There is a misconception about relationships when you are stuck in a system like the family court system and develop an overblown sense of the power that court officials have over you and your life and your ex’s life. You start to think that the courts will MAKE your ex into the parent you want them to be. This is a fantasy. This is a destructive way to think. The only time that you should ask a court to intervene where the other parent’s behavior is concerned is if your children are in danger when in the care of the other parent. Even then, the courts involvement is often a hindrance rather than a help because the family court will try to deal with the matter where criminal court may be the more effective venue. Unfortunately, the criminal courts will defer things to the family court most of the time. I wrote about that here.

You should not be involving the court system when you want your child in a Saturday softball league and your ex doesn’t want to take the child on their weekend. The reality is that you can take your child on your Saturday and they may have to miss the other Saturdays. You knew when signing them up that only half of the Saturdays were under your control. These are things that you have to adjust to. Again, it may not be ideal for your child, but they are not going to die and the world will not end because they only were able to attend half of the softball Saturdays. As the child grows up, the other parent may need to listen to the child’s complaints about not being able to go and maybe they will decide to do the right thing for the child, but maybe they won’t. They certainly won’t learn to do things for the good of the child if you keep insisting they spend their Saturday a certain way or get the court to issue an order for how they spend their Saturdays with their child.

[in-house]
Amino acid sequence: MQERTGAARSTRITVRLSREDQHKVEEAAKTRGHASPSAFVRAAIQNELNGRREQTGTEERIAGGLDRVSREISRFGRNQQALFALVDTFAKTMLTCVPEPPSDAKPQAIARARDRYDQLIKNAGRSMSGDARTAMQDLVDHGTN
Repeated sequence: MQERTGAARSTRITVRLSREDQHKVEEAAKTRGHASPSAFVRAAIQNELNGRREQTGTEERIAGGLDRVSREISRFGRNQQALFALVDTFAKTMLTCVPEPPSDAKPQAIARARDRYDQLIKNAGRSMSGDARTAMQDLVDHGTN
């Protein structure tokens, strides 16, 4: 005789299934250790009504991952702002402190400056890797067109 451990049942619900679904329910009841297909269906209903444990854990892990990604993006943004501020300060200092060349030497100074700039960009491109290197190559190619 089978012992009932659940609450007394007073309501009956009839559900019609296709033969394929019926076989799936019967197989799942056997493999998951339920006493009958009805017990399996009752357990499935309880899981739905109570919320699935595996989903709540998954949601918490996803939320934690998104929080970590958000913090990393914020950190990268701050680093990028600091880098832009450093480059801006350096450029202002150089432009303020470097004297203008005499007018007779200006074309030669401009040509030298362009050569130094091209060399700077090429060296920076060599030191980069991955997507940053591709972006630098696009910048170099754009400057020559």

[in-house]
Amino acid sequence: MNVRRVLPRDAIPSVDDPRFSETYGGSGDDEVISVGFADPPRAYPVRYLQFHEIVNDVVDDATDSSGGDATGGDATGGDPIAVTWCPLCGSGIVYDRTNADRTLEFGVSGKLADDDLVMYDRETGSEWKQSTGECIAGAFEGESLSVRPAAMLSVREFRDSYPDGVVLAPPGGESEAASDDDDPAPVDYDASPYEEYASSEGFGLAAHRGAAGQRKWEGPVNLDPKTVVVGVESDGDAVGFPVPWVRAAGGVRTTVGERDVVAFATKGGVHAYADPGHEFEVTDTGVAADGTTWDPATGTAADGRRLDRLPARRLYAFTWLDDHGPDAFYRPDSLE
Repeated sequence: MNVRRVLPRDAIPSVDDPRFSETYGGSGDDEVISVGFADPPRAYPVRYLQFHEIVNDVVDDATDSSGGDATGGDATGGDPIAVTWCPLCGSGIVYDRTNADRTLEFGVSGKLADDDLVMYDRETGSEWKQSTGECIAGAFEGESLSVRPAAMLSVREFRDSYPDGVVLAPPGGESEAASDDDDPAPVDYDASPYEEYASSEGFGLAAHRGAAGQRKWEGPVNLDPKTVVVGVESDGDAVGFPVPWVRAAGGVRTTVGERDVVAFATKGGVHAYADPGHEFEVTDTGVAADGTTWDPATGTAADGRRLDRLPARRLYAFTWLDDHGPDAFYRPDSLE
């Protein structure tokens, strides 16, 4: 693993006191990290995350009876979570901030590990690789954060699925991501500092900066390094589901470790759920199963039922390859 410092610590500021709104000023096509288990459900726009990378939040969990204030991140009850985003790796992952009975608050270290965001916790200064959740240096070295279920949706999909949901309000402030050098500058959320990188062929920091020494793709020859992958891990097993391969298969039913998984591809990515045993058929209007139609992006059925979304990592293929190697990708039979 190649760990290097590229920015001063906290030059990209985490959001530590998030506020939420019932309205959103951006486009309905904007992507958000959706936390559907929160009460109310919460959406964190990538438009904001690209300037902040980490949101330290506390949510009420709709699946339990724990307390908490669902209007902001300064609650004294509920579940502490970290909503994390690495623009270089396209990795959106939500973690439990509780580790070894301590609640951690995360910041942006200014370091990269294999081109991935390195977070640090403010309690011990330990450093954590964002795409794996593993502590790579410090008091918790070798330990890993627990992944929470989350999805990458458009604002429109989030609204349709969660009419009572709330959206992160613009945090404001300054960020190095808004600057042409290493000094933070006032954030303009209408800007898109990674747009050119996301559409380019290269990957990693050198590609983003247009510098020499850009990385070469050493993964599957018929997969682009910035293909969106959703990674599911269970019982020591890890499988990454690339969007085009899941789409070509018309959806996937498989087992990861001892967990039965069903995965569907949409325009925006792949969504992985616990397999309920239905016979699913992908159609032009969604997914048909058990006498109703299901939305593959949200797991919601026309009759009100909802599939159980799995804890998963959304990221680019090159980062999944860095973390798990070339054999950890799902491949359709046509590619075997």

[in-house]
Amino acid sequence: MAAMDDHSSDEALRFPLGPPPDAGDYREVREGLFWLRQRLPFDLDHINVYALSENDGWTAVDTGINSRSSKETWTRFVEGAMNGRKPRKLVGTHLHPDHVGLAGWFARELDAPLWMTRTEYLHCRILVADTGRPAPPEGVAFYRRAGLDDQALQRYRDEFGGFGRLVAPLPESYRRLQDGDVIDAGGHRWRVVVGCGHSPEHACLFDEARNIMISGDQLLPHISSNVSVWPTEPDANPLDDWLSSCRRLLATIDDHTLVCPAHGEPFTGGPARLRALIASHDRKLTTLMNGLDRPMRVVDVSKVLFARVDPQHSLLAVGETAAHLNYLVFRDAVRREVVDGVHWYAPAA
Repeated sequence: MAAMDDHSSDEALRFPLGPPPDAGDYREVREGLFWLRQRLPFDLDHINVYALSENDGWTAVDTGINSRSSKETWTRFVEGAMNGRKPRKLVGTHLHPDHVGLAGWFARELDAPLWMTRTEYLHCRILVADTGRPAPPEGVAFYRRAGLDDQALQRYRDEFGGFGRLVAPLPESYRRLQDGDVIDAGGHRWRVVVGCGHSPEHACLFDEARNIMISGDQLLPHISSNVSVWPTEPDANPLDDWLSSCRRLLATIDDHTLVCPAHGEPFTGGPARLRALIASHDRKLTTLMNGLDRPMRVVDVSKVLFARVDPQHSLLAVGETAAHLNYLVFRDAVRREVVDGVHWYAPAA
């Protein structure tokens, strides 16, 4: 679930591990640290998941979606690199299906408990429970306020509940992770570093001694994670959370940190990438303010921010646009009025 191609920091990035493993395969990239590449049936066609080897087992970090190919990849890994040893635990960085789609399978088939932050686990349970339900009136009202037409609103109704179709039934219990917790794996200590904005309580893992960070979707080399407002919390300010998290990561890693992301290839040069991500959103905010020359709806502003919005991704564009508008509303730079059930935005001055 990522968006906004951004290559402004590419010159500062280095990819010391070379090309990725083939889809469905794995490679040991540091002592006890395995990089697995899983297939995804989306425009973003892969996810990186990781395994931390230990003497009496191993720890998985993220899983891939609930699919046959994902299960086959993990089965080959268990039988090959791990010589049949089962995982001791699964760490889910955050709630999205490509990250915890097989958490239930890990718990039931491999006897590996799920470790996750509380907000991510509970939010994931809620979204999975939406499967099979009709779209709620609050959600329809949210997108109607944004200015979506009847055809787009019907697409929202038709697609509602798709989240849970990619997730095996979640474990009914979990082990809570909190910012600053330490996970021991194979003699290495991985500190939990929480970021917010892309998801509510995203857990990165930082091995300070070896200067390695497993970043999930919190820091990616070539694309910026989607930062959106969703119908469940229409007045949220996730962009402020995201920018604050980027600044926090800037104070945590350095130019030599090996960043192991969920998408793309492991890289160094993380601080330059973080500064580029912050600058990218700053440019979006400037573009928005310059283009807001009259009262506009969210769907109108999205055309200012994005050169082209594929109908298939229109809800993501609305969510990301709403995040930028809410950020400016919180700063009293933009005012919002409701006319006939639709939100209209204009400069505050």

Court should be used to complete the divorce and set up child support and a parenting time schedule and that is all. It should not be used to attack the other parent or try to force someone to change their behavior. The entire family will suffer in an ongoing, years long court power struggle, so don’t start down that path.

You want to focus on you and what you do with your parenting time. The other parent will never be the person you want them to be. They, like you, will never be perfect. It would be better for you and your children to control what you can in your house and in your life and leave it up to the other parent what they do in their house and with their life. Children will be the ultimate judges of their parents.

If the other parent is a louse, they will figure out that they are a louse. They will still love them anyway, most likely. Were your parents perfect? Do you love them anyway? Would you have stopped loving them when you were a child just because someone kept trying to tell you that they were a bad parent? I certainly hope not.

Enjoy your time with your children. Try not to fill it up obsessing about how to force your ex to become someone they are not. In time, they may come around and surprise you, but i
f they don’t, you won’t be disappointed if you aren’t dwelling on who you want them to be. Become confident in your parenting skills and choose to spend money on making memories with your kids rather than on lawyers and motions and parenting consultants and all that goes along with that. Trust me, you will not regret taking vacations or saving for college, but you will deeply regret spending thousands and thousands of dollars on never ending battles.


Leave a Reply

Fill in your details below or click an icon to log in: Logo

You are commenting using your account. Log Out /  Change )

Google+ photo

You are commenting using your Google+ account. Log Out /  Change )

Twitter picture

You are commenting using your Twitter account. Log Out /  Change )

Facebook photo

You are commenting using your Facebook account. Log Out /  Change )

Connecting to %s